Friday Five: The Latest in Media and Technology
Welcome back to Friday Five! This week, we talk about Mather Economics acquiring Sophi Inc., The New York Times’ revenue growth strategy, The Associated Press setting AI guidelines for journalists, Simon & Schuster sold to an investment firm, and Disney+ losing 11.7m subscribers.
Mather Economics Acquires Sophi Inc.
Mather has acquired Sophi Inc., hoping to unite their expertise to help publishers engage and generate revenue. The partnership combines Mather's services and Sophi's software to offer a comprehensive suite of solutions, leading to more offerings and faster solutions for customers. Read More on Mather Economics.
The New York Times’ Successful Revenue Growth Strategy
The New York Times' revenue growth strategy relies on bundled subscriptions marketed as "All Access", offering news, cooking, Wirecutter (product reviews), and The Athletic (sports news). This strategy has contributed to the company's financial success, with operating profits of $55.8 million in Q2 and a growing subscriber base. Read More on Press Gazette.
Associated Press Sets AI Guidelines for Journalists
The Associated Press (AP) has decided not to allow the use of AI to create or alter photos, videos, or audio. The AP’s new guidelines say they will only use AI-generated images if they are the subject of a news story and will label them as such. This update in guidelines reflects the ongoing debate over the use of AI in journalism, with some arguing that it could lead to the spread of misinformation. Meanwhile, others are arguing that it could help journalists produce more accurate and timely reporting. Read More on The Verge.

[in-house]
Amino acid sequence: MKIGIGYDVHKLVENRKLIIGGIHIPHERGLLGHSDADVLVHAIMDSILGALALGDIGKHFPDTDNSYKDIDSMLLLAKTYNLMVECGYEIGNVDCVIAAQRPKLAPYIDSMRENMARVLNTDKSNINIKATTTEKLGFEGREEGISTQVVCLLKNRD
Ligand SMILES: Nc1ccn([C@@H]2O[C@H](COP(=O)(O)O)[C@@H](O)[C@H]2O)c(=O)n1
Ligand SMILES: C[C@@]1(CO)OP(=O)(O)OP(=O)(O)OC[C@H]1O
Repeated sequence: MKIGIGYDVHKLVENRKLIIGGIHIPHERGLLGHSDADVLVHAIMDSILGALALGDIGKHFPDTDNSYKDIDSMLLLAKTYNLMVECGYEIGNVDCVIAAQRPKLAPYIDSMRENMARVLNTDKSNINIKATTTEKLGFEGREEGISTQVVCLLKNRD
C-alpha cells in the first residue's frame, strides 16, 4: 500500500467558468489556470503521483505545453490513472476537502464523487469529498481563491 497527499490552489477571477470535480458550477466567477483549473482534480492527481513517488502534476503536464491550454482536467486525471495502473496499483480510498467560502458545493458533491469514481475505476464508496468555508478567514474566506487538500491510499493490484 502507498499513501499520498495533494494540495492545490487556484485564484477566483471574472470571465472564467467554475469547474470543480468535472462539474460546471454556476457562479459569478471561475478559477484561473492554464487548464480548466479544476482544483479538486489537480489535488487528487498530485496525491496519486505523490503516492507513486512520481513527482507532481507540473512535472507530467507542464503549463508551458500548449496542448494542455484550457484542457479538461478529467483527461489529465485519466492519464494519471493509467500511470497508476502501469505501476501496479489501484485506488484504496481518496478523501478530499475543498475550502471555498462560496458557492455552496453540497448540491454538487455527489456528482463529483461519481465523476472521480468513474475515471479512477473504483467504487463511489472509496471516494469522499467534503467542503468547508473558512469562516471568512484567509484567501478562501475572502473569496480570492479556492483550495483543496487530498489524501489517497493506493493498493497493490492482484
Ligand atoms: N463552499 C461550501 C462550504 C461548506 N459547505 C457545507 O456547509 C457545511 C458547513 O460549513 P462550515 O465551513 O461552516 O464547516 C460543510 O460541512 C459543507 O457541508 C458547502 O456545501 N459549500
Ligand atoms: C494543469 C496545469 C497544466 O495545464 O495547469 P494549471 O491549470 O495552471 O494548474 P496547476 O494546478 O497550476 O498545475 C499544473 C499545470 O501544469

Simon & Schuster Sold to an Investment Firm
Simon & Schuster, one of the major US book publishers, has been sold to the private equity firm KKR for $1.62 billion. The deal, which is seen as a sign of the growing consolidation of the book industry, raises concerns about the impact on authors and publishing operations. Read More on New York Times.
Disney+ Loses 11.7m Subscribers
Disney's Q3 revenue grew 4%, driven by growth in its direct-to-consumer business. However, Disney+ has lost 11.7 million subscribers. CEO Bob Iger emphasized restricting efforts to improve direct-to-consumer performance. Read More on Advanced Television.